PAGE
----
There are favors you can ask of most anyone, such as giving the time or borrowing a quarter.
On the opposite end of the spectrum are the big favors, the ones any friend dreads hearing. At the top of the list for me are these: "We're moving, are you free on Saturday afternoon to help?" Or "I'm painting my bedroom/kitchen/every bathroom in the house. Do you think you might be able to lend a hand?"
Often, these favors are couched in rose-colored terminology. It's not just an afternoon of painting, it's a painting party. Truthfully, though, everyone knows no matter how much free pizza and beer your host supplies, helping someone move or paint is a guaranteed day of hard labor, and a wasted weekend to boot.
You only agree to these favors for two reasons - either you're repaying a debt or you foresee a time in the immediate future in which your friend can, in turn, help you move or paint.
Back before I understood the subtleties of moving and painting parties, I always felt honored when someone asked me to help out. Wow, I'd think. This person considers me a close enough friend to trust with moving her antique Christmas ornament collection.
Not until the next morning, when I woke up with an aching back and thighs, did I realize the extent of my naivete. Being chosen for the moving crew is a dubious honor at best.
I recently found myself employing two friends to help paint a bedroom and bathroom. About halfway through, I realized I now owe these two big time. Not only were they helping me paint, three years ago they'd helped me move into our new house.
I felt bad until I started playing the rationalization game. After all, isn't every individual painting and moving job weighted differently?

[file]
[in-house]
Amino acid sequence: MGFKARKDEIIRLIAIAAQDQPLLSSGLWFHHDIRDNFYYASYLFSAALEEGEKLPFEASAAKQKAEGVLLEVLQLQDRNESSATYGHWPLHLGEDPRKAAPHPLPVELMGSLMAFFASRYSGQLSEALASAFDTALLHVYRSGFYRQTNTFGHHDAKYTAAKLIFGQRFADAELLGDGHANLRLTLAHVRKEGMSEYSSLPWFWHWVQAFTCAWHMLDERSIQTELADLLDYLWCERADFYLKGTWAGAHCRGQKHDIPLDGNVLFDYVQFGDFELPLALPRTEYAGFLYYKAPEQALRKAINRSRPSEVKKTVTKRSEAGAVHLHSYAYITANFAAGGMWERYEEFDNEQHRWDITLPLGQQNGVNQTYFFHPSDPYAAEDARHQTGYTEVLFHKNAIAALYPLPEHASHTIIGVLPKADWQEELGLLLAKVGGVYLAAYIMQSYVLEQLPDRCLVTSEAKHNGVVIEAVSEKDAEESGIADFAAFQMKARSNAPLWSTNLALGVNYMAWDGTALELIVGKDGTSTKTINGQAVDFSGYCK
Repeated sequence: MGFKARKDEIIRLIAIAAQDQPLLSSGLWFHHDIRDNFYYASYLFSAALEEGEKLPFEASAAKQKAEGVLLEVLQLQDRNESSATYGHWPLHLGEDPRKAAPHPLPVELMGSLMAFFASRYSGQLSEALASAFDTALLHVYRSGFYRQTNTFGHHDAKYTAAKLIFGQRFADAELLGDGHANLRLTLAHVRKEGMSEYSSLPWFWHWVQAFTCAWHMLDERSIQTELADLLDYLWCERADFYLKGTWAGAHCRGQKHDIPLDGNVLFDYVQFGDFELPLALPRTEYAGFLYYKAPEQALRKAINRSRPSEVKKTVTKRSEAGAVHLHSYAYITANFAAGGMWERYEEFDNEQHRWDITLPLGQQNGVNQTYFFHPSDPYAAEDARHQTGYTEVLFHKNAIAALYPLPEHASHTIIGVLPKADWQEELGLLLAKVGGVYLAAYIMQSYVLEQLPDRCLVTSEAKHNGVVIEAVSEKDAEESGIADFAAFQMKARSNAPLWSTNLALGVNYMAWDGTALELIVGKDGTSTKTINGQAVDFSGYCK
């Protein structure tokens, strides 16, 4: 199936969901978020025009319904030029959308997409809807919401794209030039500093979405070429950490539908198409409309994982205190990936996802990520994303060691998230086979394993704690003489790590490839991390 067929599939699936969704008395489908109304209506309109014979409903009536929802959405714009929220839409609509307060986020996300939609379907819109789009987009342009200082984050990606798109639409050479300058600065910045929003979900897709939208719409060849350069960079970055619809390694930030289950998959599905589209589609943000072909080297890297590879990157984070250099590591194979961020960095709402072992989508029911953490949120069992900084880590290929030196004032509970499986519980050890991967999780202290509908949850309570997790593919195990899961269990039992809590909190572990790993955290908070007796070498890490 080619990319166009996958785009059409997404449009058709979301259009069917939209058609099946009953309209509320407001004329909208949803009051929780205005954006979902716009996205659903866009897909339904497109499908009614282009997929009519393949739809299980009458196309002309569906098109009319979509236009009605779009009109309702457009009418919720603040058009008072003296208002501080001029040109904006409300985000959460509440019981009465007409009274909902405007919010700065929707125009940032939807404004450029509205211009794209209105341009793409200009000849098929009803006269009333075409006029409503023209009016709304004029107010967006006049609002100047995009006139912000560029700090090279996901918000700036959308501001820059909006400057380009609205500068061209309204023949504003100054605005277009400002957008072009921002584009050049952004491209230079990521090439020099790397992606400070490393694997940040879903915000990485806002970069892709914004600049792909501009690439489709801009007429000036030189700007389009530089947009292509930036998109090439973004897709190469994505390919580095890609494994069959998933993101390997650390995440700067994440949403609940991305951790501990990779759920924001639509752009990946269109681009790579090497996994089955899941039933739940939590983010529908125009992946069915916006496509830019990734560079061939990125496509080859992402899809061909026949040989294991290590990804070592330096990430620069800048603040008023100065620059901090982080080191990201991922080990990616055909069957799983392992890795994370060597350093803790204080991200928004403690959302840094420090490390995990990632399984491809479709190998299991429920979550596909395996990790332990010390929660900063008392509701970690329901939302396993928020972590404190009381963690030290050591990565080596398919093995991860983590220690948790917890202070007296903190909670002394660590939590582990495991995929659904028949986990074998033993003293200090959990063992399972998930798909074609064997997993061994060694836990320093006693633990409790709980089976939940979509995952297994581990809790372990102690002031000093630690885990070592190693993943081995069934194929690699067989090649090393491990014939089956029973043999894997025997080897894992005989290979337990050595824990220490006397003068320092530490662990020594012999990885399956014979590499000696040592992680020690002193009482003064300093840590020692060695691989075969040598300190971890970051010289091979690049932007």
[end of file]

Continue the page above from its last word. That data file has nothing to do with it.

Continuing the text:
Sure, I'd only helped Friend A move one time, but I'd helped her move from a fourth-floor apartment with no elevator. Certainly that had to count for more than a typical move. And I helped Friend B paint her kitchen red - five coats of glossy red.
Of course, during the rationalizing, I conveniently forgot about how my own move involved two flights of stairs to reach the front door, a couch with a built-in recliner on each end (aka the world's heaviest couch) and an extremely bendable mattress.
Over the years, I've developed a good way to take advantage of this particular type of social capital.
After you put in your time, never complain about how hard you worked to move your friend's washing machine down a flight of stairs. Instead, just mention the experience occasionally to keep it fresh in your friend's mind.
Try something like this - "Remember how much fun we had when we painted your kitchen? How many coats did it take to cover that awful orange again?"
Then, very casually change the topic.
"So, what are your plans on Saturday?"
E-mail Shelley Mann at email@example.com.